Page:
• August 4, 2021

An eminent domain lawsuit against CDC’s moratorium on eviction – Reason.com

The enactment by the Centers for Disease Control of a new and modified version of its eviction moratorium is not the only significant legal advance on this front. Last week, a group of plaintiffs led by the National Apartment Association (a trade association of rental home owners and managers) filed a condemnation lawsuit against the original version of the CDC moratorium. They argue that the moratorium qualifies as an expropriation requiring “just compensation” under the expropriation clause of the Fifth Amendment. The cover page indicates that they are seeking an estimated $ 26 billion in compensation payments.

Prominent collections attorney Robert Thomas has a useful summary of the complaint on the Inverse Condemnation blog:

The Lawsuit alleges a physical invasion because it prevents “landlords from foreclosing [tenants] and leasing the rental houses to people who pay the rent, including when the owners must continue to pay taxes, utility payments, employee wages, maintenance costs, cost of capital and other expenses. ”Complaint at 10. Alternatively, the owners allege that the CDC order is an “unlawful levy because the CDC exceeded and contravened its legal and regulatory authority and, as a direct result, demanded the private property and property interests of Plaintiffs.[.]” ID. at 2.

The just compensation requested “includes the amount of rental income that the claimants would have received in the absence of physical occupancy and the taking or extortion of their property …” ID.

Previous efforts to challenge the eviction moratorium on the grounds of expropriation have met with little success. But, for the reasons I’ve outlined here, that may change as a result of the Supreme Court’s decision. recent sentence in Cedar Point Nursery v. Hassid:

A key reason such claims faced bleak prospects is that Supreme Court precedent made it very difficult for landowners to prevail in an expropriation case if the government imposed a merely “temporary” physical occupation of their land. It was often difficult to distinguish between a temporary and a permanent occupation. But the CDC had a strong argument that the eviction moratorium was temporary, because each successive extension of the order included a specific time limit, usually only a few weeks into the future.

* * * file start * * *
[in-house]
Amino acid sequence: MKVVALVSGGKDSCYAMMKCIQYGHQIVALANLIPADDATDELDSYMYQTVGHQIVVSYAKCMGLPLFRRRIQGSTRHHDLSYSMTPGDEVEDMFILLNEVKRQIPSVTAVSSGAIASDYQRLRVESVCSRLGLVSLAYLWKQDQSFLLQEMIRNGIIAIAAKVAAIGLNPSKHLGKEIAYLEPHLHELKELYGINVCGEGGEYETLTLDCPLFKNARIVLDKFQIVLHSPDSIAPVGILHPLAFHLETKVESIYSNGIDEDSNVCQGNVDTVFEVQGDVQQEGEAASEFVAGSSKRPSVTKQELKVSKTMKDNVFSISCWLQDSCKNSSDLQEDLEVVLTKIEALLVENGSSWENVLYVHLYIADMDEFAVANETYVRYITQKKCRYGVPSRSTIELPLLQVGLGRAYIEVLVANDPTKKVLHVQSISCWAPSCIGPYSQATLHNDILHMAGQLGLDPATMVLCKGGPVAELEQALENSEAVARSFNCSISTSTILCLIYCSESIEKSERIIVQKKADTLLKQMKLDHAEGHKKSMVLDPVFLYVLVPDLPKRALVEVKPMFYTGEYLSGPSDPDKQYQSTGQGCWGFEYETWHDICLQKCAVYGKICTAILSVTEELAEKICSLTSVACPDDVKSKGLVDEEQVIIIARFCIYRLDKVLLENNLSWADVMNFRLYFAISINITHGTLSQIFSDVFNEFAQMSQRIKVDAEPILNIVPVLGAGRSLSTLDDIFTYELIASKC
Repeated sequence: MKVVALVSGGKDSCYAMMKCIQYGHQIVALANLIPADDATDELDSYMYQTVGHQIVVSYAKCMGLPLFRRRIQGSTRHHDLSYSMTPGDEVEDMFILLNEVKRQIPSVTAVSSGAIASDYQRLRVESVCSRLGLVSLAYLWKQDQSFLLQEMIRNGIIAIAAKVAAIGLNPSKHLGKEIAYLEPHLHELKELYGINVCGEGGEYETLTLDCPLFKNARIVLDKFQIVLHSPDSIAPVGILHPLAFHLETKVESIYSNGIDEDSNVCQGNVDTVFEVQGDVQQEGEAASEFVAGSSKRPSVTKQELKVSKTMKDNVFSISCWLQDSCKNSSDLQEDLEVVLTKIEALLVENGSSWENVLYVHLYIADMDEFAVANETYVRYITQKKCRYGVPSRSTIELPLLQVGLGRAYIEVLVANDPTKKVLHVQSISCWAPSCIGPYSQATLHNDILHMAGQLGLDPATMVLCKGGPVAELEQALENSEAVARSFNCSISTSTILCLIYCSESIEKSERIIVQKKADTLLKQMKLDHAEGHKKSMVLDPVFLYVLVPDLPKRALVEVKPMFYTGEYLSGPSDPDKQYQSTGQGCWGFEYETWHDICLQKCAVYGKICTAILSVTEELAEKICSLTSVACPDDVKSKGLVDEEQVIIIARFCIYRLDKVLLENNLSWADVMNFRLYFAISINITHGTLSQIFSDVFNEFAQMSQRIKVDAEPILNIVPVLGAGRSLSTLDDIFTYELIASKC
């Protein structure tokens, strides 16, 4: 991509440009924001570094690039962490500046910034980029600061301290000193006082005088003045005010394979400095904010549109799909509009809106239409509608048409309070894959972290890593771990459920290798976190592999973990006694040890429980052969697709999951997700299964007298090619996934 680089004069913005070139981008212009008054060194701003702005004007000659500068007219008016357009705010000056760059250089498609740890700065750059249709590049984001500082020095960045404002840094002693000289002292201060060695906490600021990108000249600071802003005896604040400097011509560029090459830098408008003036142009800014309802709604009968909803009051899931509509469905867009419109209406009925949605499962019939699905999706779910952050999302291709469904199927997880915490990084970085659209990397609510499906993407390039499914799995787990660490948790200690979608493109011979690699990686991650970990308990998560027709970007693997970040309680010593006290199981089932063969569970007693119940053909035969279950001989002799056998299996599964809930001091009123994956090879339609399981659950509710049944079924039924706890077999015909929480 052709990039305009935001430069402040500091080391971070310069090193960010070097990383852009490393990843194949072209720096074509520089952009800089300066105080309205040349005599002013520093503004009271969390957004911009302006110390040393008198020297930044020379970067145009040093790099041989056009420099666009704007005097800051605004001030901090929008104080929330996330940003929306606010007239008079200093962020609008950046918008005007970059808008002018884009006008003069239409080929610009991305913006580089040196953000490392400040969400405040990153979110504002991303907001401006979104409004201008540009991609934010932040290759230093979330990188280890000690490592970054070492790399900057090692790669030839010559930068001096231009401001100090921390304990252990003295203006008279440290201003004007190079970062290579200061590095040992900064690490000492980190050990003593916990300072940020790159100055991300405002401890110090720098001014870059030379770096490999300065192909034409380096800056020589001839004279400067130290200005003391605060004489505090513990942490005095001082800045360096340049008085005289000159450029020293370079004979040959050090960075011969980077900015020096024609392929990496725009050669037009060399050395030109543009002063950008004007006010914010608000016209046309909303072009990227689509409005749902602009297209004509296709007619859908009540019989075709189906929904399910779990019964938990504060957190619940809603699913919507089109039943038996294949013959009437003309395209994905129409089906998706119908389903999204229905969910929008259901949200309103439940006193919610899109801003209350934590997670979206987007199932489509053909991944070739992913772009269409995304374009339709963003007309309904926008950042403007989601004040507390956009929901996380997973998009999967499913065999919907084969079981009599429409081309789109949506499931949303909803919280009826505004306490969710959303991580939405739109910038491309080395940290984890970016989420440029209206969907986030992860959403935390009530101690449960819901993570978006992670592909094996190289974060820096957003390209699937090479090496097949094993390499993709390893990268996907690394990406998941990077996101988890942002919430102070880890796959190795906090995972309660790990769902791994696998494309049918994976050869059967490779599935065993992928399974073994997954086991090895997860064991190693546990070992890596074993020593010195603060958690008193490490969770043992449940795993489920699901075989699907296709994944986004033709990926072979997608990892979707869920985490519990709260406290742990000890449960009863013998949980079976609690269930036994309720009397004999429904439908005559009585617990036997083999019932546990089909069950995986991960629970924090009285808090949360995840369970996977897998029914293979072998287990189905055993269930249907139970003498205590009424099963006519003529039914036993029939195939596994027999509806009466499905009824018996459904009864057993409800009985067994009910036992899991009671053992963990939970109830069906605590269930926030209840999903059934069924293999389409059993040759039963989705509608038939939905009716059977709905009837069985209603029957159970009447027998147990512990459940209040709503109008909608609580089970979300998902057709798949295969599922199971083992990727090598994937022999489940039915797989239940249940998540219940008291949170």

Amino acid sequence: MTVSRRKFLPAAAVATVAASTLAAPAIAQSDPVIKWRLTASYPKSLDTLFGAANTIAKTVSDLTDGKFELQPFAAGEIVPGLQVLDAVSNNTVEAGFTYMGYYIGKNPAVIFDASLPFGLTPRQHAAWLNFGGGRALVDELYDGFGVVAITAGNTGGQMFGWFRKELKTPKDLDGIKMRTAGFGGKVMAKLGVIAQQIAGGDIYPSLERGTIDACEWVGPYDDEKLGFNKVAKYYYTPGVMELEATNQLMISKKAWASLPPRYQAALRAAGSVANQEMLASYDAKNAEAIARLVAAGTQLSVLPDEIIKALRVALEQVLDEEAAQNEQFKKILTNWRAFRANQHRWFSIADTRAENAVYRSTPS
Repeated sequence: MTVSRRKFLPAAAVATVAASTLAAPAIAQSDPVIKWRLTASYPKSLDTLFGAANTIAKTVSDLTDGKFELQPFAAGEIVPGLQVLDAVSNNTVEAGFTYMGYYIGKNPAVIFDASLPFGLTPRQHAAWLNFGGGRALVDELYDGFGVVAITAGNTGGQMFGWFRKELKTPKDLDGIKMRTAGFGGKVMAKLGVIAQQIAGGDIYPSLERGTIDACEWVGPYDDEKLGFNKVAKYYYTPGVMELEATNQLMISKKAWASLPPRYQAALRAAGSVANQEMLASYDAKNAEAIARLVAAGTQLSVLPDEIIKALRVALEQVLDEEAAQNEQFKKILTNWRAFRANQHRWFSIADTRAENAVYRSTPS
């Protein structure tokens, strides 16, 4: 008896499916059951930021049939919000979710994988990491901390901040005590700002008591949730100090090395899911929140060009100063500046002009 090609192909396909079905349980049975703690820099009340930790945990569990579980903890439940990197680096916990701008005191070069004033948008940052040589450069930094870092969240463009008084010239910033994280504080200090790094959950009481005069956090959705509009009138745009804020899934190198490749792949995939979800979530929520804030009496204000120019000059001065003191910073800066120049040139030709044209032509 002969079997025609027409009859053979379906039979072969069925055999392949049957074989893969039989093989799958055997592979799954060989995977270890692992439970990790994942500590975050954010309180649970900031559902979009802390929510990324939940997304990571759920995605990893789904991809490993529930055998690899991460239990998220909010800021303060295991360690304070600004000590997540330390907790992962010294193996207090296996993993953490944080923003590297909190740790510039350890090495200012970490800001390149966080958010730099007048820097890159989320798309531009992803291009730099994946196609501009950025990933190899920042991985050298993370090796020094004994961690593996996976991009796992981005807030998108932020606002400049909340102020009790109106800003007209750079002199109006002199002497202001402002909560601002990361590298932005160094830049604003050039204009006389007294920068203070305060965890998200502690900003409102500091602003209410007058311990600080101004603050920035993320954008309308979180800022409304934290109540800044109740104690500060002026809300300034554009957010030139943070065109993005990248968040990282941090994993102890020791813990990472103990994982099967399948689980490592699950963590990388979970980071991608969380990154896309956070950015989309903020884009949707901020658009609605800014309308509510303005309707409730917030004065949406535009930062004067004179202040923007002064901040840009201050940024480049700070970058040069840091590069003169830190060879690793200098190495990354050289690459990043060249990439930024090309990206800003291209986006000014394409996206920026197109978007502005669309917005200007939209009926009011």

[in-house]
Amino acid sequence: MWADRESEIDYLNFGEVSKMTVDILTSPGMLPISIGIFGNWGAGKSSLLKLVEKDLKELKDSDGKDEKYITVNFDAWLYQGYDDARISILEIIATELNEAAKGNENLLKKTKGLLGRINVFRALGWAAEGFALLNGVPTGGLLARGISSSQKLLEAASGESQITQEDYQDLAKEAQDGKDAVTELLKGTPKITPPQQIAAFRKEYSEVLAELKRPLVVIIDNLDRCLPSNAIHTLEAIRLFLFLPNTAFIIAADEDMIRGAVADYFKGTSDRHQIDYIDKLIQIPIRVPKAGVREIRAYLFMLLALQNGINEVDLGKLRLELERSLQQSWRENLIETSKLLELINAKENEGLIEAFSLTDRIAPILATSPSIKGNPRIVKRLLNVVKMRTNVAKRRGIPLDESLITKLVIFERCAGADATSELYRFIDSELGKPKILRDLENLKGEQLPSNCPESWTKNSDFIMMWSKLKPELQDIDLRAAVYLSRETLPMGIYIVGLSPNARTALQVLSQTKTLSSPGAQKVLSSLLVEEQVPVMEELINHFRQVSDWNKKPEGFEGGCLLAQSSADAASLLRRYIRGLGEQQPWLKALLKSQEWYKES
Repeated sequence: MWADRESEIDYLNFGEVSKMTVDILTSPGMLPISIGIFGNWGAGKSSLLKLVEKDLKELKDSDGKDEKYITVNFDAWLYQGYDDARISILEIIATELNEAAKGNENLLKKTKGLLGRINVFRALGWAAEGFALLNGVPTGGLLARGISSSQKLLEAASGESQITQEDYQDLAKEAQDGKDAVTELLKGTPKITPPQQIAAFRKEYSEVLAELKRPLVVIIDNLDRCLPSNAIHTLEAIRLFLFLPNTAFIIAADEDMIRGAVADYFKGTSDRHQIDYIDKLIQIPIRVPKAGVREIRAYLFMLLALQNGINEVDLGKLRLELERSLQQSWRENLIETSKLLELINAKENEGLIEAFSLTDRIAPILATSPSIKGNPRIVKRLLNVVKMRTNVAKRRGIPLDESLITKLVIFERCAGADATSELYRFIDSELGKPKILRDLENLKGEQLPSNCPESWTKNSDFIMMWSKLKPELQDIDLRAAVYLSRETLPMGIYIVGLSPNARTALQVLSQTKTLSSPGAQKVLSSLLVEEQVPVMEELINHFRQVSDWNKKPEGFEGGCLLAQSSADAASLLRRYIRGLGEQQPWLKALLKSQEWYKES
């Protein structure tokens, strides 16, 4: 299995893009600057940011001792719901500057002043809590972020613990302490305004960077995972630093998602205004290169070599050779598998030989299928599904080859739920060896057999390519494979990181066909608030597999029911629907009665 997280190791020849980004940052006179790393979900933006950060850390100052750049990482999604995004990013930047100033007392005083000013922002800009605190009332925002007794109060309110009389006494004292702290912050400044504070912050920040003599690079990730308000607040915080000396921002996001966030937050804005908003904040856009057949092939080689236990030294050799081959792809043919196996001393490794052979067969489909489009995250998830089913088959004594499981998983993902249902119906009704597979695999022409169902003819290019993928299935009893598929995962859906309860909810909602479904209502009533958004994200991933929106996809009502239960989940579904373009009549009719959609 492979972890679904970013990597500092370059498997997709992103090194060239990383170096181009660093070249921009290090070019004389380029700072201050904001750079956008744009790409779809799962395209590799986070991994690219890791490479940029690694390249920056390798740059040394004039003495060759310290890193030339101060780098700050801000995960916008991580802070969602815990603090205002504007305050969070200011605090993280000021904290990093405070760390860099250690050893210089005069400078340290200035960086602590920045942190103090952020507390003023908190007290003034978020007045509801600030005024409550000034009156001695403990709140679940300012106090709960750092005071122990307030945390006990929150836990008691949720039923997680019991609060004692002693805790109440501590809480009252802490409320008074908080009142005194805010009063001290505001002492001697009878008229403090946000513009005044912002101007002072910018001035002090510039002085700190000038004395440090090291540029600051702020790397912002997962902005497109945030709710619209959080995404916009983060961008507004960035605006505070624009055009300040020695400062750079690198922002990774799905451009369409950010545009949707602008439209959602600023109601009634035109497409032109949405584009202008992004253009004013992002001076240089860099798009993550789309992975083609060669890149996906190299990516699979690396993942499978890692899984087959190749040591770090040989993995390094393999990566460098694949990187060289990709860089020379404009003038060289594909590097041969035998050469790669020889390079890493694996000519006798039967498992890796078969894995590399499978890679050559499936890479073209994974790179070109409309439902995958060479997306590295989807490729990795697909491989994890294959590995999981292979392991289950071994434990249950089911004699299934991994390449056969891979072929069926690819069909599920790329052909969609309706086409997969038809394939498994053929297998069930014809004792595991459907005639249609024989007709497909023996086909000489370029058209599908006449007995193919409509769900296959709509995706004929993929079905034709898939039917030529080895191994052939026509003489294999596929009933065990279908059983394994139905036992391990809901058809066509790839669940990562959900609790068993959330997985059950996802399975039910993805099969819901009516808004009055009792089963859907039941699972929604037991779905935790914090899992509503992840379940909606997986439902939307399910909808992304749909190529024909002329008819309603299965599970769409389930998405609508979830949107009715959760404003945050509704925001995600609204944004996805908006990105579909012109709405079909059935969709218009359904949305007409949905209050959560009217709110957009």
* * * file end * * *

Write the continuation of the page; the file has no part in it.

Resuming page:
cedar point change that. Now, at least as a general rule, “a physical appropriation is a shot, whether permanent or temporary.” This makes the potential collection challenges for the CDC much stronger. A moratorium on evictions in situations where the property owner would have the right to remove the tenant clearly imposes at least one temporary physical occupation against the owner’s will. And the federal government is not paying “just compensation” to affected homeowners, as required by the Seizure Clause.

While this case was brought against the old version of the CDC moratorium, it applies just as easily to the new one. The two are very similar. And, of course, the claim against the original version is still valid, since the plaintiffs still have the right to claim compensation for the losses suffered during the period in which it was in force.

Even after cedar point, the problem is not a mate. The federal government can still present various arguments to try to avoid liability, such as the claim that the moratorium falls within the “police power” exception to the assumption of responsibility, due to the fact that it was enacted for the purpose of controlling the spread of disease. . But I doubt the courts are willing to extend the police power exception until now, and I hope they won’t. At the very least, plaintiffs have a substantial chance of success, much higher than before. cedar point.

Winning the condemnation claim will not necessarily give the NAA and other plaintiffs the massive $ 26 billion in compensation they seek. I don’t know how they calculated that figure (the complaint gives little indication of their methodology), and it could easily be a long way off. Compensation will have to be calculated on a case-by-case basis and can vary widely between different owners. If the courts rule that the moratorium qualifies as an expropriation, it could take months, or even years, of additional litigation to determine the amount of compensation owed.

Regardless of the amount of compensation, this asset may become an important case that sets an important precedent applicable to future eviction moratoriums, and perhaps other regulations as well. Anyone interested in expropriation and property rights issues should keep an eye on her.

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